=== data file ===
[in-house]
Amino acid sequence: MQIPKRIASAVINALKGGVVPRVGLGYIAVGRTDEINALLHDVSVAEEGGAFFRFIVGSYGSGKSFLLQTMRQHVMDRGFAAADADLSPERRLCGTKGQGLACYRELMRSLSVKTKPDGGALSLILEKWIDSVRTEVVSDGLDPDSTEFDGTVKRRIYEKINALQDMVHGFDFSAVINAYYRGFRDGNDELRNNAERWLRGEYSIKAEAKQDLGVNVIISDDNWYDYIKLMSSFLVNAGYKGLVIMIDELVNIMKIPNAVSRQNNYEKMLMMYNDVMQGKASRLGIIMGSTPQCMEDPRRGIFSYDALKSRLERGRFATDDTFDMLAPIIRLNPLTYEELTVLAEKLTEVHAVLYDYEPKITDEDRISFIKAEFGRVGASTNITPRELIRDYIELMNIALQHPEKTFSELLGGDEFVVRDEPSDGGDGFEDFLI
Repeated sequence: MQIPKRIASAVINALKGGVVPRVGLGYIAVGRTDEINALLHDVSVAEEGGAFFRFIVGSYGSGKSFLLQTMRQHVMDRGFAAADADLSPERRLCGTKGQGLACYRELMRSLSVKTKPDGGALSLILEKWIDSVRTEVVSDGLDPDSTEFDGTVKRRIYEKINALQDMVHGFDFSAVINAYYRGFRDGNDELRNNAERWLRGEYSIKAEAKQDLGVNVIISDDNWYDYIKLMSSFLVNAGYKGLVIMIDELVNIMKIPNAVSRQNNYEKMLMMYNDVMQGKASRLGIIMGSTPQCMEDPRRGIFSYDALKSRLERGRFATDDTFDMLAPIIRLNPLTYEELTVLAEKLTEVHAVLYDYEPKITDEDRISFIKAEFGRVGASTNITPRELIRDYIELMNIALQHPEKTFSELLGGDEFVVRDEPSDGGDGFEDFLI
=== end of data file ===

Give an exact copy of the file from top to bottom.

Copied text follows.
[in-house]
Amino acid sequence: MQIPKRIASAVINALKGGVVPRVGLGYIAVGRTDEINALLHDVSVAEEGGAFFRFIVGSYGSGKSFLLQTMRQHVMDRGFAAADADLSPERRLCGTKGQGLACYRELMRSLSVKTKPDGGALSLILEKWIDSVRTEVVSDGLDPDSTEFDGTVKRRIYEKINALQDMVHGFDFSAVINAYYRGFRDGNDELRNNAERWLRGEYSIKAEAKQDLGVNVIISDDNWYDYIKLMSSFLVNAGYKGLVIMIDELVNIMKIPNAVSRQNNYEKMLMMYNDVMQGKASRLGIIMGSTPQCMEDPRRGIFSYDALKSRLERGRFATDDTFDMLAPIIRLNPLTYEELTVLAEKLTEVHAVLYDYEPKITDEDRISFIKAEFGRVGASTNITPRELIRDYIELMNIALQHPEKTFSELLGGDEFVVRDEPSDGGDGFEDFLI
Repeated sequence: MQIPKRIASAVINALKGGVVPRVGLGYIAVGRTDEINALLHDVSVAEEGGAFFRFIVGSYGSGKSFLLQTMRQHVMDRGFAAADADLSPERRLCGTKGQGLACYRELMRSLSVKTKPDGGALSLILEKWIDSVRTEVVSDGLDPDSTEFDGTVKRRIYEKINALQDMVHGFDFSAVINAYYRGFRDGNDELRNNAERWLRGEYSIKAEAKQDLGVNVIISDDNWYDYIKLMSSFLVNAGYKGLVIMIDELVNIMKIPNAVSRQNNYEKMLMMYNDVMQGKASRLGIIMGSTPQCMEDPRRGIFSYDALKSRLERGRFATDDTFDMLAPIIRLNPLTYEELTVLAEKLTEVHAVLYDYEPKITDEDRISFIKAEFGRVGASTNITPRELIRDYIELMNIALQHPEKTFSELLGGDEFVVRDEPSDGGDGFEDFLI